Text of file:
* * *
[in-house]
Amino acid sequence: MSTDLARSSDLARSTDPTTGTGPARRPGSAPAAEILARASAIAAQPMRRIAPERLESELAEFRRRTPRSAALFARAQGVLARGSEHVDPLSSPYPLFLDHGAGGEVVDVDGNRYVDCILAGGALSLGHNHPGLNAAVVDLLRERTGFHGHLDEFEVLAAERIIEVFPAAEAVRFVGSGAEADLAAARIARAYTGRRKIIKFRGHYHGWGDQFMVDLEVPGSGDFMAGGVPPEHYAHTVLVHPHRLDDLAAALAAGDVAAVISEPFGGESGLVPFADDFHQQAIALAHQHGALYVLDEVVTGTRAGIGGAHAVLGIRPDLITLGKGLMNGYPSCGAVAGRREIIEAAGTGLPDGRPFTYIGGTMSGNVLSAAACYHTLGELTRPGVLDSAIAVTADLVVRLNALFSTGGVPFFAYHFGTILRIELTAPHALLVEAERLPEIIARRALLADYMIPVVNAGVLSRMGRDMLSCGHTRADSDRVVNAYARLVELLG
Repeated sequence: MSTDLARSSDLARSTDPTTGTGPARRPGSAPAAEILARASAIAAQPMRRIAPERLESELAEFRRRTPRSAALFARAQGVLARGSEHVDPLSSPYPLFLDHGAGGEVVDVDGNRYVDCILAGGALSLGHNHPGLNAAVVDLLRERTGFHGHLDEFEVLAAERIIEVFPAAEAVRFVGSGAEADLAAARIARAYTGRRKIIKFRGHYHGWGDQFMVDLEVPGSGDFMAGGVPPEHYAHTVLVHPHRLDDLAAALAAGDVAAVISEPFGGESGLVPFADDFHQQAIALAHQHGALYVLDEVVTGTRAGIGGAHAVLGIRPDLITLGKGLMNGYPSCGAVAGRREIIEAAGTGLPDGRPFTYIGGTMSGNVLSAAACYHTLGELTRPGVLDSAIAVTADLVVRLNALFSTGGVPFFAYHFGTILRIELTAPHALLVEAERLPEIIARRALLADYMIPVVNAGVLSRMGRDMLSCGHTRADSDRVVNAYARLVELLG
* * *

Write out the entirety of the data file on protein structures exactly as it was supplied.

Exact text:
[in-house]
Amino acid sequence: MSTDLARSSDLARSTDPTTGTGPARRPGSAPAAEILARASAIAAQPMRRIAPERLESELAEFRRRTPRSAALFARAQGVLARGSEHVDPLSSPYPLFLDHGAGGEVVDVDGNRYVDCILAGGALSLGHNHPGLNAAVVDLLRERTGFHGHLDEFEVLAAERIIEVFPAAEAVRFVGSGAEADLAAARIARAYTGRRKIIKFRGHYHGWGDQFMVDLEVPGSGDFMAGGVPPEHYAHTVLVHPHRLDDLAAALAAGDVAAVISEPFGGESGLVPFADDFHQQAIALAHQHGALYVLDEVVTGTRAGIGGAHAVLGIRPDLITLGKGLMNGYPSCGAVAGRREIIEAAGTGLPDGRPFTYIGGTMSGNVLSAAACYHTLGELTRPGVLDSAIAVTADLVVRLNALFSTGGVPFFAYHFGTILRIELTAPHALLVEAERLPEIIARRALLADYMIPVVNAGVLSRMGRDMLSCGHTRADSDRVVNAYARLVELLG
Repeated sequence: MSTDLARSSDLARSTDPTTGTGPARRPGSAPAAEILARASAIAAQPMRRIAPERLESELAEFRRRTPRSAALFARAQGVLARGSEHVDPLSSPYPLFLDHGAGGEVVDVDGNRYVDCILAGGALSLGHNHPGLNAAVVDLLRERTGFHGHLDEFEVLAAERIIEVFPAAEAVRFVGSGAEADLAAARIARAYTGRRKIIKFRGHYHGWGDQFMVDLEVPGSGDFMAGGVPPEHYAHTVLVHPHRLDDLAAALAAGDVAAVISEPFGGESGLVPFADDFHQQAIALAHQHGALYVLDEVVTGTRAGIGGAHAVLGIRPDLITLGKGLMNGYPSCGAVAGRREIIEAAGTGLPDGRPFTYIGGTMSGNVLSAAACYHTLGELTRPGVLDSAIAVTADLVVRLNALFSTGGVPFFAYHFGTILRIELTAPHALLVEAERLPEIIARRALLADYMIPVVNAGVLSRMGRDMLSCGHTRADSDRVVNAYARLVELLG